(….) Each story is a lot more than just a tale; they are all profound studies of the human soul, the conditions of war and upheaval, the world we've created around us, and the double-edged sword known as love. Though this might seem like a rather grandiose ambition, to reflect on so many questions lacking concrete, once-and-for-all answers, but it ends up making for a captivating and fascinating read that sets itself apart from other books by just how much it makes you think. (…) The stories all flow beautifully from one scene to the next, and Laerhoven really has a gift for using the specific words that will hook the reader in, the words that allow him to express his ideas to his full satisfaction. Be warned that there are some relatively graphic moments in there, though in my opinion they only serve to make the stories more memorable, the kind that will etch themselves into your mind for a long time to come. (…) All things considered, Dangerous Obsessions is a different kind of book from what you'd expect to find amongst today's vampires and werewolves; it is a philosophical exploration of the human condition, a confrontation with the darkest corners of our minds. I highly recommend this moving and gripping collection of stories to anyone seeking to be moved by something truly thought-provoking. (David Ben Efraim- Quick Book Reviews -

Dangerous Obsessions" by Bob van Laerhoven is a collection short stories about obsessive love (and lust) in unhappy times (war, conflict, threat, for example). It is powerful, captivating and challenging. This collection is not for those who are easily upset. It is a relatively short book, well-written, easy to read and will have you wanting to complete the book in one sitting. Some pieces are translated into English but lose nothing in the translation. Not recommended for a read on public transport unless you don't mind crying in public.  (Author Sarah Jackson in 2016 Book Reviews)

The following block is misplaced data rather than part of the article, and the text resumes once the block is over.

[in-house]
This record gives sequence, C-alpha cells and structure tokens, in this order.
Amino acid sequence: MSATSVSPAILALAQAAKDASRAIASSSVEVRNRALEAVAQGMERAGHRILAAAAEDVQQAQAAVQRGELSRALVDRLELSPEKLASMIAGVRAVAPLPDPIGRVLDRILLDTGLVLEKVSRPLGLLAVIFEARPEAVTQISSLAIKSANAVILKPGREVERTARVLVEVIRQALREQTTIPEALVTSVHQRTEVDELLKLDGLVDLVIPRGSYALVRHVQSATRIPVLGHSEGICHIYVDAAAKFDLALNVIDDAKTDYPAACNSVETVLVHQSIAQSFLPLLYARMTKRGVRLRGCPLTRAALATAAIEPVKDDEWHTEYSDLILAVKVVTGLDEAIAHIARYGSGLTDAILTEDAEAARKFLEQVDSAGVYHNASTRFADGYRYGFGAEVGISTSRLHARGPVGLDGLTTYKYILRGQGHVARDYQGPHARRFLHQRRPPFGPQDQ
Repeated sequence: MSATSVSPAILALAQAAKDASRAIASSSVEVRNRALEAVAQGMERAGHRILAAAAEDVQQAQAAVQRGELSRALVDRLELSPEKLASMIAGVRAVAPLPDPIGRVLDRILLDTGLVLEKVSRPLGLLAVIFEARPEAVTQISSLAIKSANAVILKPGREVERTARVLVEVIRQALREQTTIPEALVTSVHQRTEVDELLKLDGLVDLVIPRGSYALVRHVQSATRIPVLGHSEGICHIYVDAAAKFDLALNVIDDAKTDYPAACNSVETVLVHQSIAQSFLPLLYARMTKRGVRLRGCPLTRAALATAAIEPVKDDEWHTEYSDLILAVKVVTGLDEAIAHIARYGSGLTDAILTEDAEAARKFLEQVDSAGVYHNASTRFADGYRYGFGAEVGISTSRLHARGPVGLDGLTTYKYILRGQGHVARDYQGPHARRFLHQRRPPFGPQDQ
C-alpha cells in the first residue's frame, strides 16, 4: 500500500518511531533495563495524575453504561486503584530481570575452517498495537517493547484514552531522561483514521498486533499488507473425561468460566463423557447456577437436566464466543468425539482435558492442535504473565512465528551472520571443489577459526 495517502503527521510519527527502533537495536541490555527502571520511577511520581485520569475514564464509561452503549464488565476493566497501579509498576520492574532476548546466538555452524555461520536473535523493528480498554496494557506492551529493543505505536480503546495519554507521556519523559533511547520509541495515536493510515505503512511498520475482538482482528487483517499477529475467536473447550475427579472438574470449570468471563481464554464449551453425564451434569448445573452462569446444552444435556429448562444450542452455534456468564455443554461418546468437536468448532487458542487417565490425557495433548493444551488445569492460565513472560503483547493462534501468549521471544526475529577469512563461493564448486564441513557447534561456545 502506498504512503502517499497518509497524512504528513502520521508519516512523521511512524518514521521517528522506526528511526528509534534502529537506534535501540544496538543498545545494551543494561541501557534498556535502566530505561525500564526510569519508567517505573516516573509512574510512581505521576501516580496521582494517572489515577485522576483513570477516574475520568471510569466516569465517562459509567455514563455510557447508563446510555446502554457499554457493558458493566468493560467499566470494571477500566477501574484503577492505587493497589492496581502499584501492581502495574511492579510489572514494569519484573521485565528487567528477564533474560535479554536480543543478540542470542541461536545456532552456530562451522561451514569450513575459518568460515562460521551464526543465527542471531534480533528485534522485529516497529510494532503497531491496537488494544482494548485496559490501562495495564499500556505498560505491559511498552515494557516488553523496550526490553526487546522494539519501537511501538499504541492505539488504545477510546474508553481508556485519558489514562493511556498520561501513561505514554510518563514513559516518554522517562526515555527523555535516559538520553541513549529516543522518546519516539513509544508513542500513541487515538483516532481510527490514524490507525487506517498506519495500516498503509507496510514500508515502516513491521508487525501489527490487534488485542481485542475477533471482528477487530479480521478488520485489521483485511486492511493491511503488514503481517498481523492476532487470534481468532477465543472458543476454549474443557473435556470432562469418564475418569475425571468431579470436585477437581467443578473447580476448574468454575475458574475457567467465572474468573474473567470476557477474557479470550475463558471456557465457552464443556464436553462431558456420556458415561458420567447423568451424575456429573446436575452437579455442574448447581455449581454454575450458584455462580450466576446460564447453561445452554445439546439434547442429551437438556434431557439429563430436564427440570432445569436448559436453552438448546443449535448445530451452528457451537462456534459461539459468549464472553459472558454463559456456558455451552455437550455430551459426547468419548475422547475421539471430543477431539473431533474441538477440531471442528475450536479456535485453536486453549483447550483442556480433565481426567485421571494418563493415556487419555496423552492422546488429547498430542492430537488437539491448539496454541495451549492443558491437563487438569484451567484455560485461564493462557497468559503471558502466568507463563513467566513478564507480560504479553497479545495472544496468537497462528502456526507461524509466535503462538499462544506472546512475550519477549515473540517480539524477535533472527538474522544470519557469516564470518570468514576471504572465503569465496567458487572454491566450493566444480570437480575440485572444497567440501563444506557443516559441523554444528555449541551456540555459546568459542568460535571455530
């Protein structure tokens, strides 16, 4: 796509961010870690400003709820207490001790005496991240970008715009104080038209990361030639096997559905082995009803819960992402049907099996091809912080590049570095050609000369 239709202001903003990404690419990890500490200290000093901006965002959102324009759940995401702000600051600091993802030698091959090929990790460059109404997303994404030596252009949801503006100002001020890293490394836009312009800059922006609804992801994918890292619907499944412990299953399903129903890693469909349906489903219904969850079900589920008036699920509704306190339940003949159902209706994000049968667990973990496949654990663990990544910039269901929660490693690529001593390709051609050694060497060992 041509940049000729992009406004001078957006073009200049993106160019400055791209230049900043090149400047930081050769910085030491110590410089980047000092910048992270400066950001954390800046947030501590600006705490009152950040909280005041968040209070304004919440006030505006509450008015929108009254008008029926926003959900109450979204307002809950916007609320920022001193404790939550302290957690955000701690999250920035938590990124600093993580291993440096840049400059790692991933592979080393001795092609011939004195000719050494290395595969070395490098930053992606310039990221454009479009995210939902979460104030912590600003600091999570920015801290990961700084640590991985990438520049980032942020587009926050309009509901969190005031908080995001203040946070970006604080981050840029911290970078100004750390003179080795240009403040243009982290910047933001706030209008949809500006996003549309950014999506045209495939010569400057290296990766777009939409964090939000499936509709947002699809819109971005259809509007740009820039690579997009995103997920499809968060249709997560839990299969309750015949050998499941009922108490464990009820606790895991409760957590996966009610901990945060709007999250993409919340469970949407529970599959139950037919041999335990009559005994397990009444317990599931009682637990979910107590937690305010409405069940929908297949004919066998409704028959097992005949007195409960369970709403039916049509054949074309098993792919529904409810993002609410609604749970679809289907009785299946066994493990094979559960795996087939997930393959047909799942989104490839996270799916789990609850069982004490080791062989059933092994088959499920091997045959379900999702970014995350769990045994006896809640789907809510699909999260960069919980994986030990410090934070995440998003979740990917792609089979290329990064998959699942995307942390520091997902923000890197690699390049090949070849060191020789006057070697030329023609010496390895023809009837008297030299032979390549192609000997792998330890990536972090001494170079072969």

Dangerous Obsessions" is not for the faint of heart. Its five stories, set in horrific places such as war-torn Liberia, in a Nazi prison camp in occupied Poland during the Second World War, features wonderful main characters who are quite realistic but aren't at their best, being up against a brutal death or a march to the gas chamber. Sometimes the author writes his own stories, in other cases his story is translated, but his brilliance shines through no matter what. "Dangerous Obsessions" tells of life as it is in terrible times, not how the reader wishes it to be.(A. Dinizo - LibraryThing)

A powerful collection of stories - extreme situations and uncanny encounters draw dramatic actions out and they seem the only solutions - the unfamiliar and unnatural enter the lives of protagonists in each story telling tales of authentic and 'ordinary' connections among people. Very strong, and I found I could not put them down. Superb writing! (Leslie Young – LibraryThing)